Continuing the generational investigation, the paper by Zhong et al. (2023), “Attracting Gen Z workforce: the effects of organizational social media policy,” offers intriguing insights into how an organization’s social media policy can best attract the Gen Z workforce. Findings reveal that when a company policy promoted social media usage, Gen Z job seekers reported higher attractiveness and pursuit intention in the distinct boundary condition. The work suggests that policymakers should understand the effects of various combinations of policy components in different business aspects so that they can make an informed evaluation of what will best serve the company. An “optimal” social media policy that attracts Gen Z talents would be a policy that promotes social media usage and limits organizational regulation to the professional domain.

Attracting the right talent is a recurring theme in recruitment challenges. The performance of new hires is under scrutiny in the paper “New hire performance: identifying critical traits for hospitality industry” by Dutta et al. (2023). Based on data collected from India’s largest hospitality chain, this paper identifies humility as a significant predictor of job performance, wholly mediating the effect of interpersonal understanding, self-confidence and flexibility on new hires’ performance. The work validates the importance of hiring practices and how better to understand performance in relation to these new recruits. Employers can improve new hires’ performance and ultimately benefit their business’s overall success by using structured interview techniques focusing on individuals who possess humility.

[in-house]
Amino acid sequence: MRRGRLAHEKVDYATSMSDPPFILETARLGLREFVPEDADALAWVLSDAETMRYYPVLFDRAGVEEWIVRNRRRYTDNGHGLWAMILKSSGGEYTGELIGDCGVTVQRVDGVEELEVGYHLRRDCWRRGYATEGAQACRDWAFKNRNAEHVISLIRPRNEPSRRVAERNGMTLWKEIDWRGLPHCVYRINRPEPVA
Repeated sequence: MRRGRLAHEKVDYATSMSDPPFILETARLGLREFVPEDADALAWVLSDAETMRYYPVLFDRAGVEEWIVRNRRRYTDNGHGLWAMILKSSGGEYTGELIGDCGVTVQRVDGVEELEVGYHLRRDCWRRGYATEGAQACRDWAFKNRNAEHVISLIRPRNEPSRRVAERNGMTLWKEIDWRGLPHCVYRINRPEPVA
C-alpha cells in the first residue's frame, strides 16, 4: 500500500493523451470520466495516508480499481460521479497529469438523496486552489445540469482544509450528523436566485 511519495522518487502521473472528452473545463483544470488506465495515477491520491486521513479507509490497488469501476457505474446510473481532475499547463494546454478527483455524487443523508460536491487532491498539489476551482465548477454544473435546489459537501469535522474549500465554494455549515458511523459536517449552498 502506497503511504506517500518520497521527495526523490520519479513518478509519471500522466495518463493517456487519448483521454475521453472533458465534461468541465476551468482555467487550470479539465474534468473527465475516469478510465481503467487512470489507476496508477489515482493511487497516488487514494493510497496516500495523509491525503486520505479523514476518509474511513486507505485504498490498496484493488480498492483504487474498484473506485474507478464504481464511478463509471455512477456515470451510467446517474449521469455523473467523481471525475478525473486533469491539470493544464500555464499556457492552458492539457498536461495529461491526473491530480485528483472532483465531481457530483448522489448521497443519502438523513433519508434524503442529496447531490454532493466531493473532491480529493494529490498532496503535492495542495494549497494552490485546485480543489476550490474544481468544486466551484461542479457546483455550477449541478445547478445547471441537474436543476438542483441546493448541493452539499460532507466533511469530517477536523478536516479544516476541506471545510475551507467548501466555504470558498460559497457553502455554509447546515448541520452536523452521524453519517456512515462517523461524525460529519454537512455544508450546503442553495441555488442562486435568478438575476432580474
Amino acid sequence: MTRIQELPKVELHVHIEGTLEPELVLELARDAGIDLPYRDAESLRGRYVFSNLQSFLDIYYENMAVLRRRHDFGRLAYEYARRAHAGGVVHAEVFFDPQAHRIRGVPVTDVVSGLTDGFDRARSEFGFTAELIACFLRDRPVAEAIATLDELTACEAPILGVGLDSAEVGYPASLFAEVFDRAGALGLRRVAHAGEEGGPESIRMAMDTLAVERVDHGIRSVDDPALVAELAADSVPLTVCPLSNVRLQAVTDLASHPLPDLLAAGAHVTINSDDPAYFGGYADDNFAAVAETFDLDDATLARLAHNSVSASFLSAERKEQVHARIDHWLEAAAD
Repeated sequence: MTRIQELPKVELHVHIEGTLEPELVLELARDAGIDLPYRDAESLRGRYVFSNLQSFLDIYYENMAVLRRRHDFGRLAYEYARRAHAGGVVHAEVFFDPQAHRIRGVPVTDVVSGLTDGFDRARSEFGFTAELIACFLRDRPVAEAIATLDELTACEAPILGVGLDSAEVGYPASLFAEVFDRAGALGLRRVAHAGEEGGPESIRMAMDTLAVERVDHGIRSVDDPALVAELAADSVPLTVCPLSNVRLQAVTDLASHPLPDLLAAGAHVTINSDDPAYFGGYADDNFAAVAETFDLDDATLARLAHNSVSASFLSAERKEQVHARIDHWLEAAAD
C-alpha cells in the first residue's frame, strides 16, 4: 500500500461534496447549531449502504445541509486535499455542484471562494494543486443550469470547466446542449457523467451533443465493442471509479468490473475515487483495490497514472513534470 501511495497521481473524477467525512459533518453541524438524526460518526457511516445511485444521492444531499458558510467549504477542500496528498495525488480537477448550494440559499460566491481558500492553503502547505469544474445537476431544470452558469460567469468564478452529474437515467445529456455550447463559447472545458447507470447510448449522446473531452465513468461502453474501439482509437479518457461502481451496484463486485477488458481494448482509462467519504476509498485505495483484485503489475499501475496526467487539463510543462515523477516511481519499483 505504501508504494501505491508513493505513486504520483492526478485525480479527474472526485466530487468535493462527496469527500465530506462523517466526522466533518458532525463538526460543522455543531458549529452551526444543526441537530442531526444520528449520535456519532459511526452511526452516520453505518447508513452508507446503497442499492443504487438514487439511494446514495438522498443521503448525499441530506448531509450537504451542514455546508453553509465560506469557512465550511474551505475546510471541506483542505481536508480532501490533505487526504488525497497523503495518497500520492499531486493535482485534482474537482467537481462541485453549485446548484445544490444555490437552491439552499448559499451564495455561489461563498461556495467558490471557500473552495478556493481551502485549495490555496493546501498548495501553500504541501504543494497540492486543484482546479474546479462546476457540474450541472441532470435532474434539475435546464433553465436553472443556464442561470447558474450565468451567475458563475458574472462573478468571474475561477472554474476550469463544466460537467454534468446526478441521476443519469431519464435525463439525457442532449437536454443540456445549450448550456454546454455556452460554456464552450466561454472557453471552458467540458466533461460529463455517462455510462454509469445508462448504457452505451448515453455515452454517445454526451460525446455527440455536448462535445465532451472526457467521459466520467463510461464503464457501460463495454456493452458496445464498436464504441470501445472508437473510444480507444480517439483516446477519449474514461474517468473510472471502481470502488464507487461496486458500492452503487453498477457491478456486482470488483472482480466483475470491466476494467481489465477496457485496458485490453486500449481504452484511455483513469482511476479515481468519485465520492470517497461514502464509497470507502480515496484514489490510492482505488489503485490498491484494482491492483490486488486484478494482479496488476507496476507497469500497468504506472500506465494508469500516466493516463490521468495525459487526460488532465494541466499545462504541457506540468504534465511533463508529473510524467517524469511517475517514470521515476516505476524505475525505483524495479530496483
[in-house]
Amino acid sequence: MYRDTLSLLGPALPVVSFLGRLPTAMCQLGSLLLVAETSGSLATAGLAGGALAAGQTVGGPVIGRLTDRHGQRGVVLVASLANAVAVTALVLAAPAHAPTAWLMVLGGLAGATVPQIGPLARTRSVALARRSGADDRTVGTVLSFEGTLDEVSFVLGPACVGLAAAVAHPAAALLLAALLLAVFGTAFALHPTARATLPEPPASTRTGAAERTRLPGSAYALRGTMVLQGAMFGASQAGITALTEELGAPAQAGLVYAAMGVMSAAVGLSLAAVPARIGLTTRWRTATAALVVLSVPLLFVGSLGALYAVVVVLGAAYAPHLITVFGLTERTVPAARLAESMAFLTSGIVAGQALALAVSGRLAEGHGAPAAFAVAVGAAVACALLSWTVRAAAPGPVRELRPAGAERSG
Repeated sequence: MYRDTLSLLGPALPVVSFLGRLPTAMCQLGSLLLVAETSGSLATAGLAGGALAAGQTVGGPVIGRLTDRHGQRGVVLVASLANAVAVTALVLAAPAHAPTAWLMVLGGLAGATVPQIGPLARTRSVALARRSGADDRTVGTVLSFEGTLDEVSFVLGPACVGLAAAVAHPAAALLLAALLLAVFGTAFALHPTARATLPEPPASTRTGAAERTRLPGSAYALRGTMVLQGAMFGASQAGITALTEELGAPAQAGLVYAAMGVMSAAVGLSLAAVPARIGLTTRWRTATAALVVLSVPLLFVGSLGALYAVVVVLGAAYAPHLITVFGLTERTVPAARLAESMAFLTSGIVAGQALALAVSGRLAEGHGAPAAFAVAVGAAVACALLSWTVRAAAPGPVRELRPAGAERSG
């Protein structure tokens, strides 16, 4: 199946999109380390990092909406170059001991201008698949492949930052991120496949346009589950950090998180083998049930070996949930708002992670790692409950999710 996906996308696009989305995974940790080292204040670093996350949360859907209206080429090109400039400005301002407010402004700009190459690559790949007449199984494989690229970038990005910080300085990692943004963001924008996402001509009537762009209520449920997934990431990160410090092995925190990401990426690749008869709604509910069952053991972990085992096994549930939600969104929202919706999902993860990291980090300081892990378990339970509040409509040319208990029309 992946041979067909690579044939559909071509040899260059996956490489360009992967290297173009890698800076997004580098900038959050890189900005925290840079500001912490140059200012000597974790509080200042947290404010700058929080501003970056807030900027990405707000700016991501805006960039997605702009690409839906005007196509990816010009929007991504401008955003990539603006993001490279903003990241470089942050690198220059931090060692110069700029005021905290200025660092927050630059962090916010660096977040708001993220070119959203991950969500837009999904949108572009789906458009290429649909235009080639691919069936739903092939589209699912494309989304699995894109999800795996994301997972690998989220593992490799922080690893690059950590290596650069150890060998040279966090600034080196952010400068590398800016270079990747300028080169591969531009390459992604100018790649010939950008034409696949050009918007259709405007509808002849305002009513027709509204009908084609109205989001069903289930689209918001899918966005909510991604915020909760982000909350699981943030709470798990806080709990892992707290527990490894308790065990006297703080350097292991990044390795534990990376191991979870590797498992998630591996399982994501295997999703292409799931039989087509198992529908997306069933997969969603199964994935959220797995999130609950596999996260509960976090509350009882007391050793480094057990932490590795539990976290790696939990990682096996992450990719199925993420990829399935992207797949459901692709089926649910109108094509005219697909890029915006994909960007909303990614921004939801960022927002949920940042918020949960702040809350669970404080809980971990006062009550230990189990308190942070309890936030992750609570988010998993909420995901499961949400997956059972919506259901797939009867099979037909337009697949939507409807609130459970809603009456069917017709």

The five papers discussed above draw attention to recruitment challenges, and the following three papers deal with the issue of retention; in other words, what might be undertaken to reduce turnover. Camilleri et al. (2023), in their paper “Motivations and commitment to work in the hospitality industry: investigating employee psychology and responsible organizational behaviors,” explores the importance of responsible HRM in both attracting and retaining employees. Their empirical study of hospitality employees confirms that responsible HRM, together with extrinsic and intrinsic motivations, are significant antecedents of organizational commitment. The study investigates hospitality employees’ state of mind concerning their job, at a time when tourism is growing after the COVID-19 pandemic. Responsible HRM practices clearly have a role to play in fostering organizational commitment and, in turn, reducing labor turnover.